Wednesday, July 15, 2009

less stuff

I heard on NPR last night that if you converted the square footage of the nation's self- storage facilities into acres they would cover the entire city of San Fransisco and the island of Manhattan. Do we really need so much stuff that it overflows out of our already large (compared to the rest of world) houses?

My husband and I generally don't buy a lot of stuff. We have two weaknesses: books and gear. We love books. We love their smell, their feel.. I'm rarely without a book in the bag I take to and from work. I'd be happy if the walls of our house were lined with books just so I could gaze at their titles.

For gear we've got rock climbing ropes and gizmos, SCUBA gear, four bikes, ten surfboards, cross country skis, a snowboard, three kayaks and a canoe. But, we actually use all this stuff. To make up for our hoarding of books and gear we only have one small TV, a fairly small house with a tiny lot, and almost all of our modest collection of baby stuff is hand-me-down. And we still have plenty of storage in our small attic.

A friend recently started bugging us about our TV. It's old, it's small, and my husband found it on someone's porch. It works fine. Our friend told us we should by a new plasma screen and mount it on the wall. I honestly don't see the point. We don't need a new TV so why should we buy one?

A lot of Americans over the past few decades buy things because they want them. Over consumption has become a disease. As a society we really need to rethink what we need and what we want. If you treat yourself to something you want on occasion, as opposed to every day, then you will appreciate your possessions so much more. Plus, if you don't buy all that stuff you don't need you'll probably have less debt, more savings, and you can spend your extra cash on traveling to new places. And memories only require storage in your brain, not in a rented 10x8 storage unit.

Reduce Footprints has posed a challenge to all its followers to go on a "no spending diet" for a week: " ... don't buy anything new (except for food, health and safety products). No new clothes ... no new shoes ... no new gizmos or gadgets ... forget about a new car, new furniture or new appliances ... nothing new for one week! "

I propose to expand that challenge and make it a daily practice. Do you really need that new 60" TV, or those shoes you'll probably wear once, or that shiny new upgrade to your one-year-old ipod or cell phone? The last time I replaced my cell phone it was because it went for a swim in my biggest jellyfish exhibit. And I recycled the old one.


  1. Very insightful. I agree. Since I have retired I have made it my mission to buy less, use less, and keep less. I find it so much easier to live life without all the clutter.

    I don't have a big TV and I don't need a fill up your room energy hog for entertainment. I know exactly how you feel about books. I love to open a book for the first time. I know it sounds crazy but I look at both inside covers and feel it and smell it. Books are essential to my life. Take away all of my junk but never ever will anyone get my books.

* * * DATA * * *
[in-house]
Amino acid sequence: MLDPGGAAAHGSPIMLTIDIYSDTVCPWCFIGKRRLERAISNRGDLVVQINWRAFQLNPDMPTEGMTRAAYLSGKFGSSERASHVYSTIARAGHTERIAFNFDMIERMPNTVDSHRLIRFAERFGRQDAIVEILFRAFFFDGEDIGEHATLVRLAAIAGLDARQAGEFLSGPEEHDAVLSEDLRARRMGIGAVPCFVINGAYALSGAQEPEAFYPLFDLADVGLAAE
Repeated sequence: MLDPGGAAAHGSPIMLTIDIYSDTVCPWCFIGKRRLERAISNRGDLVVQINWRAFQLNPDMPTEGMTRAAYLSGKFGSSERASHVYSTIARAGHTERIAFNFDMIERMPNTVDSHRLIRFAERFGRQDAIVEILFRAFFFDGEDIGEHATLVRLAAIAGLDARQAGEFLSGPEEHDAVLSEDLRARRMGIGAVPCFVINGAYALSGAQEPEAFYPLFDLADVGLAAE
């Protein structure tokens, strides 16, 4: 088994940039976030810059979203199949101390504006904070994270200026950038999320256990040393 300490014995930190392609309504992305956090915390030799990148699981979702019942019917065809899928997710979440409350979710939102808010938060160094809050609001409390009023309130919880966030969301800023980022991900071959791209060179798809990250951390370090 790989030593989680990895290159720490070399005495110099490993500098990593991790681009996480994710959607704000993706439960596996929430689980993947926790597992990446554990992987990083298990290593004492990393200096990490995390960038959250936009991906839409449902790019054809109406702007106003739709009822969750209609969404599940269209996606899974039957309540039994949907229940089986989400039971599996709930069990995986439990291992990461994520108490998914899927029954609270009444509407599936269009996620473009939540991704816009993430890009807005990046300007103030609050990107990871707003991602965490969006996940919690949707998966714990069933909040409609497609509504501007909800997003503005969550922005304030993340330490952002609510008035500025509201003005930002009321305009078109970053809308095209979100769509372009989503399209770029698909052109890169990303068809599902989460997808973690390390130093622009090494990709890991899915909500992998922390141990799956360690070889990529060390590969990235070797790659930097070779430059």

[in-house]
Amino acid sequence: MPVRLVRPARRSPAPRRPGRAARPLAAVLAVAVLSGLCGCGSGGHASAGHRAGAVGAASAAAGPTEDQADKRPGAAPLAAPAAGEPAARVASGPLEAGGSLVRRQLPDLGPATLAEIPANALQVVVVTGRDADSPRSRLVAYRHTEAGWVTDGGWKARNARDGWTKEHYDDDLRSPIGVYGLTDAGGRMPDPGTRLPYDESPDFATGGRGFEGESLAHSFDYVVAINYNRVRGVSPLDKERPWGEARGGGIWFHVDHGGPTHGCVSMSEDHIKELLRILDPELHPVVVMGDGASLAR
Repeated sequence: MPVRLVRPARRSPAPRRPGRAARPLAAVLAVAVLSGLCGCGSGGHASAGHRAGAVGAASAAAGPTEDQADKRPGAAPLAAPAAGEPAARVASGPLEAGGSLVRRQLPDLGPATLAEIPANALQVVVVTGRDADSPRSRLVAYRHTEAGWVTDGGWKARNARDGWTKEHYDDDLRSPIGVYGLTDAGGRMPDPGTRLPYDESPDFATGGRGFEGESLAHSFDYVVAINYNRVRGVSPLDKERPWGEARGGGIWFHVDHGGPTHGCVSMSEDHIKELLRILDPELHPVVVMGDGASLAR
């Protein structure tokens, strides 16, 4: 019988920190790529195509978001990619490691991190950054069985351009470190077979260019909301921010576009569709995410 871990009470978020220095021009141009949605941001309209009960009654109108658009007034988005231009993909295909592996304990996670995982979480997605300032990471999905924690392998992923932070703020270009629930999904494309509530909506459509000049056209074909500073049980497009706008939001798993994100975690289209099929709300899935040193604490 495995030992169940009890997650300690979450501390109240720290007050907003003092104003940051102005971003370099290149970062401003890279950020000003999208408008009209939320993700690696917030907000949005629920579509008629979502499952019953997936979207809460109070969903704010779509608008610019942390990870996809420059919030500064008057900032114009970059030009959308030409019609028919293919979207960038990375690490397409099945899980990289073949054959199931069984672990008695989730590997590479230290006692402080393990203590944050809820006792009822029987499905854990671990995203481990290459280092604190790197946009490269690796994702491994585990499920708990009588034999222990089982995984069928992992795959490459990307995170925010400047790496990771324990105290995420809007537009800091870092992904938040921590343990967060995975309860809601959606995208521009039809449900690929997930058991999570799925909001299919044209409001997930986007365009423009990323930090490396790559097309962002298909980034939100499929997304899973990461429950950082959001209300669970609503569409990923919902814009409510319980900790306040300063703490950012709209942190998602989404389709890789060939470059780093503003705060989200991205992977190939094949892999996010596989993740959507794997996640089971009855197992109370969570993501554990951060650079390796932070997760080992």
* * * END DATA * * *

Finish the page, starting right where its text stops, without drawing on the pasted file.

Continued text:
2. Minimalism is how we call it here, Kate. We don't overdecorate our house with things which are unnecessary, ONLY THE IMPORTANT ONES. Well the TV was a gift and we use the old one upstairs and the oldest TV we gave it away to a friend.



  3. Rae: I don't get those digital book readers. I can't imagine reading a whole book on a screen without the sensory experiences of turning the pages, feeling and feeling the paper...

    AL: I like your motto: LESS CUTTER LESS STRESS! I agree. A cluttered house really unnerves me.


  4. Books are definitely a failing here. But at least they're cheap, easily recycled to friends, and environmentally not too bad.

    The amount of stuff people buy and hoard is really scary. Some people's houses you cannot find an inch which doesn't having some crap crammed on it.

    Good luck keeping everything to a minimum though since the US exists to make us consume.


  5. Great post! Such an IMPORTANT message that people often hear but don't really take to heart. Consumption is one of our society's biggest problems...our landfills get filled with new gadgets (often because of poor manufacturing, which is another issue that fuels over-consumption) and we continue to think that we will die if we don't get the newest iPod or television set. Totally agree with you--don't get a new TV until it's broken. Otherwise, what's the point?


  6. one thing i like alot here is how you say that you like the smell of books...

    me too!!!

    that's almost the best reason to keep them around... eh?

  7. Cow: I agree, I'd rather have a house of books than a house full of discarded, obsolete, polluting gadgets on which to read those books. Plus you can lend books out, just makes sure you give them back to me. I get possessive about my books, which is why I'm not very good at taking them out from the library. If I like a book I must own it!

    Melissa: I think we'll have our TV until it literally catches fire. It works fine. Plus the new, giant plasma HDTVs burn so much more energy. Europe is actually trying to limit their power use.

    Jon: I think the smell of an old book is one of my favorite smells...perhaps I shall do a post about that. Good to know there are others out there who get the same sensory enjoyment from reading.

    thanks for visiting everyone! -kate

  8. hi kate, i agree with AL. it is good if we don't put too much decorations to our house which is not important. we should only put those important things inside our house. So that, our house doesn't look like to messy...

    Less Stuff, much more organized.^_^


  9. Are you speaking directly to me??? I am getting better and more aware of the need -vs- the want mentality. I'm heading over to the site now!


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